The opening image in his latest book, Sacrifice Your Body, typifies Roe Ethridgeʼs approach. At first sight, itʼs just an ordinary product shot of a Chanel No 5 bottle and its packaging, but closer inspection reveals chipped paint, stray drops of perfume and an intruding wasp. Rippling the surface of a glossy ad with droll other-world elements, itʼs the kind of image thatʼs made him a star in contemporary art, fashion and advertising. Like Juergen Teller, he shoots both commercial and editorial (for the likes of Kenzo, Self Service, Acne Paper and W) alongside his own artwork, and has been shortlisted for the Deutsche Börse Photography Prize (in 2011, alongside Elad Lassry, who heʼs often cited with as evidence of a new trend for dry conceptualism). The Deutsche Börse organisers described his work as follows: “Blurring the boundaries of the commercial with the editorial, and the mundane with the highbrow, Ethridge’s conceptual approach to photography is a playful attack on the traditions and conventions of the medium itself.”
Never heard of Sory Sanlé? If so you’re not alone – in fact he was aged 74 and living in obscurity when French record producer and writer Florent Mazzoleni came across him while researching popular West African music. Fascinated by his album covers, Mazzoleni arranged to meet him at his studio – only to find him burning his negatives. “‘He said people didn’t care about the old stuff,’ Mazzoleni told the New York Times’ Lens blog earlier this year. ‘I spent all night looking at his photos and negatives with a flashlight. He has tens of thousands of photos from the ’60s, ’70s and ’80s. He gave me a box of negatives that I could print. That’s how our relationship began’.” From this inauspicious start Sanlé’s legacy is now seriously being reappraised. In 2013 he was given a solo show at the Institut Français du Burkina Faso in Ouagadougou and Bobo Dioulasso, and four of his shots are currently on show at the Fondation Cartier in Paris in the Autophoto exhibition, alongside work by icons such as …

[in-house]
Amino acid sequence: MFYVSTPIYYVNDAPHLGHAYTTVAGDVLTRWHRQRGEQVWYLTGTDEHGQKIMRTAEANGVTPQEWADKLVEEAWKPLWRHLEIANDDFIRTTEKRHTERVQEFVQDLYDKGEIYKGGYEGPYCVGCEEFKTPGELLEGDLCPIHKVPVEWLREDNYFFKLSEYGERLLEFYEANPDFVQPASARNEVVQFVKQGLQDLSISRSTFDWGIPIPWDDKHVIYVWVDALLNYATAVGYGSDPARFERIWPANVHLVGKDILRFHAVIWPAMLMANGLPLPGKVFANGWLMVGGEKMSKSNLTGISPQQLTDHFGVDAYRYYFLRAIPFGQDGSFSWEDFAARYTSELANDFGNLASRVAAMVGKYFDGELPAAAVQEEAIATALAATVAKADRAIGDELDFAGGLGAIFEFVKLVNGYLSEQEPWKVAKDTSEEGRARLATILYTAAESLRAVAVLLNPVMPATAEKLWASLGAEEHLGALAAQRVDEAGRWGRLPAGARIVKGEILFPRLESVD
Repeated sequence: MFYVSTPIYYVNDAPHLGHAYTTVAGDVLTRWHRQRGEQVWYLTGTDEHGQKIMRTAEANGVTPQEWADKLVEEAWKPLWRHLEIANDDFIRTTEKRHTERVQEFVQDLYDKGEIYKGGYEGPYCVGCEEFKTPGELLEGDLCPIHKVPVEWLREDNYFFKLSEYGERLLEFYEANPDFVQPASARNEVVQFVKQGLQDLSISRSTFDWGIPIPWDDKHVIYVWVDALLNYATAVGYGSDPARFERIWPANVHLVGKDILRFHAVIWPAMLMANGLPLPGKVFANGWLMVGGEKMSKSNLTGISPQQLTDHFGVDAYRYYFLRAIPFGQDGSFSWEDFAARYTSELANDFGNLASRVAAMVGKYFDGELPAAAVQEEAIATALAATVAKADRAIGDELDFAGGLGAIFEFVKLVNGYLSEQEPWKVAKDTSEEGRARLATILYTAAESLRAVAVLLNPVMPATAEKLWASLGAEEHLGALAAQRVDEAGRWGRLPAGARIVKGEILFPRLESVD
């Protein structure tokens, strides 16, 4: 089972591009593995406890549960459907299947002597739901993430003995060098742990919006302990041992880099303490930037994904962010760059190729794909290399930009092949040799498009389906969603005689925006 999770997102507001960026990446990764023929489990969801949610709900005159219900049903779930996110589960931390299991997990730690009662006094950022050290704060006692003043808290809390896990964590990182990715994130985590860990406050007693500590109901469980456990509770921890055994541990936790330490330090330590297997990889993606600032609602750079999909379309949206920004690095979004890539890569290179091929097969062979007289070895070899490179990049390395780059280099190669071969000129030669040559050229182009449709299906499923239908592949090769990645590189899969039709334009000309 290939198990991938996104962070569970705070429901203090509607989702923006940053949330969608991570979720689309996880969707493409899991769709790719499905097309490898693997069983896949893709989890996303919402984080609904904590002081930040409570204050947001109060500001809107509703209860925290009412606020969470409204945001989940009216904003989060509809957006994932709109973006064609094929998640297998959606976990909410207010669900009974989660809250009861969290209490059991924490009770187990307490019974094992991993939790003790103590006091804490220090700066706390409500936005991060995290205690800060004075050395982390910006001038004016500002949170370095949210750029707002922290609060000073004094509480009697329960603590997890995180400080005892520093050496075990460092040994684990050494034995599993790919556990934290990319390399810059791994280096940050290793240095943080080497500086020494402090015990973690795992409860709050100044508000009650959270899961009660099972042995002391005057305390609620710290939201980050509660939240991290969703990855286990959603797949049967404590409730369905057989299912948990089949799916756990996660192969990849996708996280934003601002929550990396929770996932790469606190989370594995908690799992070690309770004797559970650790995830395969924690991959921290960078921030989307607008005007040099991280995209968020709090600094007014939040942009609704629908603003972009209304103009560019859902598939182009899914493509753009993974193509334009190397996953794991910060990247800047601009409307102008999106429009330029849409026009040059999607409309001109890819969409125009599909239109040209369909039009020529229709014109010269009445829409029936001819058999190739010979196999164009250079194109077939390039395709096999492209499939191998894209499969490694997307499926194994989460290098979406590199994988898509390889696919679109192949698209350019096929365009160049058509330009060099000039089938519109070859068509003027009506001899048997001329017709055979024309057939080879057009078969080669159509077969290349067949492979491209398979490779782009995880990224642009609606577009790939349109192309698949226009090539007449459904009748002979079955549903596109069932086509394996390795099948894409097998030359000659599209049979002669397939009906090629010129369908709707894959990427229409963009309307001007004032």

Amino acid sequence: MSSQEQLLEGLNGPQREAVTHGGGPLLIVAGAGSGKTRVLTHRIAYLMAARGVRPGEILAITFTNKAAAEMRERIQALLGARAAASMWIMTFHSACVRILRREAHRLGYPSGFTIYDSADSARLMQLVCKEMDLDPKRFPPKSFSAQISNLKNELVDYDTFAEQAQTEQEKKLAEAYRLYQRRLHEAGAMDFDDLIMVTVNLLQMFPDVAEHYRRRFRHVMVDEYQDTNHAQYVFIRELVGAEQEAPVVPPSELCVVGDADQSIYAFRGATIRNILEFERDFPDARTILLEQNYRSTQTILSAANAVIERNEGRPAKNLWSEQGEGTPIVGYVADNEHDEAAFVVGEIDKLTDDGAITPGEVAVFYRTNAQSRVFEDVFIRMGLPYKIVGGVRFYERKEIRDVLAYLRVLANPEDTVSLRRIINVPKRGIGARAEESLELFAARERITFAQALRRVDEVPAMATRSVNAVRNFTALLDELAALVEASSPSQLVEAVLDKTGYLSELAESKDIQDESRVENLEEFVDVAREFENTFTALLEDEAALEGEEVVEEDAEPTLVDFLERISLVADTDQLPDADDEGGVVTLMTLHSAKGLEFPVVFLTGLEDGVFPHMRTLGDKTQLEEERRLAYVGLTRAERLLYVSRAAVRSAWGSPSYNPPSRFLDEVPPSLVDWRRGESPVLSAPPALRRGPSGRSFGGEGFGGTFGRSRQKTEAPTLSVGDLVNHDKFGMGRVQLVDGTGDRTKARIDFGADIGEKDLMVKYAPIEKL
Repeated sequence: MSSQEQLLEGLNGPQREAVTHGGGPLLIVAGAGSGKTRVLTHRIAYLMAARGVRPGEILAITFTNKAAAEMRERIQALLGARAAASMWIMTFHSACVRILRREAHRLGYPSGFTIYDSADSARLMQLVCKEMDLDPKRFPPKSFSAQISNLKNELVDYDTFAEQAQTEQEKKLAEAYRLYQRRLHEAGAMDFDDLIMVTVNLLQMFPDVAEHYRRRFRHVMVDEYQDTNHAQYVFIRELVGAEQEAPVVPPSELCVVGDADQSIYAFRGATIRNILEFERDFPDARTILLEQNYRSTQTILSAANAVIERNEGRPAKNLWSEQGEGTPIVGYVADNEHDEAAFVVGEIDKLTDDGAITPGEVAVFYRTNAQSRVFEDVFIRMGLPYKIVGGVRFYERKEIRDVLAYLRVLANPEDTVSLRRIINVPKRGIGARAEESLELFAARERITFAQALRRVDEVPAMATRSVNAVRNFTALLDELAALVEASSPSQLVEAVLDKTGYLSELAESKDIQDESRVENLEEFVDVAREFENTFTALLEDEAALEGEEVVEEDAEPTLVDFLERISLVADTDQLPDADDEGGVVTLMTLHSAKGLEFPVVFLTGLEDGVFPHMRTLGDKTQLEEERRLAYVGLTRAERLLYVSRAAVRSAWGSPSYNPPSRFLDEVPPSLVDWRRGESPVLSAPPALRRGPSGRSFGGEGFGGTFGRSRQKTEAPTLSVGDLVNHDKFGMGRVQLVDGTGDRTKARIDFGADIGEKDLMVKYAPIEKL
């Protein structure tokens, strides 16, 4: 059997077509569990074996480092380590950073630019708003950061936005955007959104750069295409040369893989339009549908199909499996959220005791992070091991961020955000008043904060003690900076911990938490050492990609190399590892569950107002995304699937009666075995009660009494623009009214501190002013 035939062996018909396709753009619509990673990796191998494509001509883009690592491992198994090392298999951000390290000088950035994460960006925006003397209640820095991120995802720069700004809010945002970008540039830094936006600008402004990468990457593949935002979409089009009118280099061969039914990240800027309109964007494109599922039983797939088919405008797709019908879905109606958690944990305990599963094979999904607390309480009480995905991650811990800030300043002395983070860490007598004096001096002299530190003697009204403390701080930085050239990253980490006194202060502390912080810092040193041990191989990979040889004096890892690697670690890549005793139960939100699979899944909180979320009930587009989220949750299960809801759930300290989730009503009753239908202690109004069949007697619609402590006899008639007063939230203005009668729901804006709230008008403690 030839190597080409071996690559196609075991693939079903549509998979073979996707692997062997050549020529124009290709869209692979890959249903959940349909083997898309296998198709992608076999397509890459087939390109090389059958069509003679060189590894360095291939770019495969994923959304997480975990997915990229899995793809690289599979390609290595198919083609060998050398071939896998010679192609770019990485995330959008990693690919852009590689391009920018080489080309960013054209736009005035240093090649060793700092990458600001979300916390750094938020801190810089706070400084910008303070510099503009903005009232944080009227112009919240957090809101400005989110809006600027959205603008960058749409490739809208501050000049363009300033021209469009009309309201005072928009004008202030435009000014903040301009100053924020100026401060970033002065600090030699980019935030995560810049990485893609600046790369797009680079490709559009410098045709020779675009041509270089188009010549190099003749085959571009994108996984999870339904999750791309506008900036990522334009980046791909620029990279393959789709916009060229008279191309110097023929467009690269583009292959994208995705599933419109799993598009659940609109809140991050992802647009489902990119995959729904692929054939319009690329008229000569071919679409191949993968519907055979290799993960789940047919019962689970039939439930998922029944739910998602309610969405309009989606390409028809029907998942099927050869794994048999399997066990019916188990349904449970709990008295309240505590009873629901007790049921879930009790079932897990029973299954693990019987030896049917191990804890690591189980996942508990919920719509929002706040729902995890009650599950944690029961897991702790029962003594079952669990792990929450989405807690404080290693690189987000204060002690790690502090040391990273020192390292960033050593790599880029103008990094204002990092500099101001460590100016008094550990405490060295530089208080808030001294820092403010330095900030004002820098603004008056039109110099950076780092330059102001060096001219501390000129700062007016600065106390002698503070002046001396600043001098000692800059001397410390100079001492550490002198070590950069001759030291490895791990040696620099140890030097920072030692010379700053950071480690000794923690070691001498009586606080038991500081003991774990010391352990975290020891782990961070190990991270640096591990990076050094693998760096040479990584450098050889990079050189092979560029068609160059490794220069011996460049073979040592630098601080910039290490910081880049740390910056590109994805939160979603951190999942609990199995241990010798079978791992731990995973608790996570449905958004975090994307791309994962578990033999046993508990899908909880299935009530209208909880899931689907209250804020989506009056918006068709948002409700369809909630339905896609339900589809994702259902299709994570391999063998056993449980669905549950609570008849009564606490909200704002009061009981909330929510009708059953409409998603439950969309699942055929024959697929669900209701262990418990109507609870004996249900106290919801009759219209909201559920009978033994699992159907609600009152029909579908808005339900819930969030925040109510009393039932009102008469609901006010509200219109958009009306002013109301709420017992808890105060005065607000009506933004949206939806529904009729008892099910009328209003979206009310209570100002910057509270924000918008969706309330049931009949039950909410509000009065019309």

If you type “Paul Outerbridge” into a Google image search it doesn’t take long before work by other photographers turns up – images by contemporaries, such as Edward Weston, but also by successive generations of photographers who’ve been inspired by his work. The feminist Jo Ann Callis explicitly referenced Outerbridge’s nudes in her 1970s work, for example; in contemporary photography, the new wave of still life photography championed by image-makers such as Bobby Doherty and Grant Cornett references his work, especially his lurid use of colour. Outerbridge’s striking photography comes in and out of fashion, as it did in his own lifetime, but, nearly 100 years on, somehow still retains a contemporary edge.
David Campany’s celebrated exhibition, A Handful of Dust, traces the 20th century history of photography through this seemingly humble substance; as the show finally comes to London, we revisit the article on it he wrote for BJP back in 2015